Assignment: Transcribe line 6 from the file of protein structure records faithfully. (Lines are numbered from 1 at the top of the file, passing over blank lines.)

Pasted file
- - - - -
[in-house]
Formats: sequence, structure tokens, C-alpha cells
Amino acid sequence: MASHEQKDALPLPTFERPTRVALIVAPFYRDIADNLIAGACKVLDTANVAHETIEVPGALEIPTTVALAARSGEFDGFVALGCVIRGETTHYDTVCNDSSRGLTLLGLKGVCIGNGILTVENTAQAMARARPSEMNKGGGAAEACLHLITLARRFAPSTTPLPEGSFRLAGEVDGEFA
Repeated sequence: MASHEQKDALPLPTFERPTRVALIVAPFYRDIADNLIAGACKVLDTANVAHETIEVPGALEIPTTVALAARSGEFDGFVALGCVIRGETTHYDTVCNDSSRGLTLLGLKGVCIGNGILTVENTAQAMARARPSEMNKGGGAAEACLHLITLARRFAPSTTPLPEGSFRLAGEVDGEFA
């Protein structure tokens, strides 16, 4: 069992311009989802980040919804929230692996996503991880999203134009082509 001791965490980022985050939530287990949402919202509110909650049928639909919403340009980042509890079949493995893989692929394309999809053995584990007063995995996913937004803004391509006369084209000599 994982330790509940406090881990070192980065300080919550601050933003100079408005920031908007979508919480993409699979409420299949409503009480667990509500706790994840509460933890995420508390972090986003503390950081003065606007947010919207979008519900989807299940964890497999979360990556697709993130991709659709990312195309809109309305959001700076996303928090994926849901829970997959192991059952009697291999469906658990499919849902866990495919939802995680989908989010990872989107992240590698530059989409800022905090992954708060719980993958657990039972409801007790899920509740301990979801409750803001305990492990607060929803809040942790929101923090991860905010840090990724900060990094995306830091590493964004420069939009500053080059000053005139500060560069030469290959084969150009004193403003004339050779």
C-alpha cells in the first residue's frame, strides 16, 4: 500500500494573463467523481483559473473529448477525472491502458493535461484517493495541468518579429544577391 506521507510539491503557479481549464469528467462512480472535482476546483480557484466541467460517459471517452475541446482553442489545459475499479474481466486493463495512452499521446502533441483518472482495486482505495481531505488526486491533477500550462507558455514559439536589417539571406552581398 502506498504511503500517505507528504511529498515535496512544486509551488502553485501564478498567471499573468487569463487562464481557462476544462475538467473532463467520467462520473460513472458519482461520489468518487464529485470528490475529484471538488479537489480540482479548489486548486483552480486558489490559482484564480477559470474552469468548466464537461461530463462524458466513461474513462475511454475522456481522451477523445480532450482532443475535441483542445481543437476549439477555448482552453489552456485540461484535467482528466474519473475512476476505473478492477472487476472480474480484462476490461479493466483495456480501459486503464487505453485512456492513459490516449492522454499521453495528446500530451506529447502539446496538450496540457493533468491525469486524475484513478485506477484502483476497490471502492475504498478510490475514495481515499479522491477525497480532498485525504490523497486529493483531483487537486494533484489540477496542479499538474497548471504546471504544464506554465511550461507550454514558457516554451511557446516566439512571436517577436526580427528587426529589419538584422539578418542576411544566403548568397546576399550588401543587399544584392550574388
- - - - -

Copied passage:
C-alpha cells in the first residue's frame, strides 16, 4: 500500500494573463467523481483559473473529448477525472491502458493535461484517493495541468518579429544577391 506521507510539491503557479481549464469528467462512480472535482476546483480557484466541467460517459471517452475541446482553442489545459475499479474481466486493463495512452499521446502533441483518472482495486482505495481531505488526486491533477500550462507558455514559439536589417539571406552581398 502506498504511503500517505507528504511529498515535496512544486509551488502553485501564478498567471499573468487569463487562464481557462476544462475538467473532463467520467462520473460513472458519482461520489468518487464529485470528490475529484471538488479537489480540482479548489486548486483552480486558489490559482484564480477559470474552469468548466464537461461530463462524458466513461474513462475511454475522456481522451477523445480532450482532443475535441483542445481543437476549439477555448482552453489552456485540461484535467482528466474519473475512476476505473478492477472487476472480474480484462476490461479493466483495456480501459486503464487505453485512456492513459490516449492522454499521453495528446500530451506529447502539446496538450496540457493533468491525469486524475484513478485506477484502483476497490471502492475504498478510490475514495481515499479522491477525497480532498485525504490523497486529493483531483487537486494533484489540477496542479499538474497548471504546471504544464506554465511550461507550454514558457516554451511557446516566439512571436517577436526580427528587426529589419538584422539578418542576411544566403548568397546576399550588401543587399544584392550574388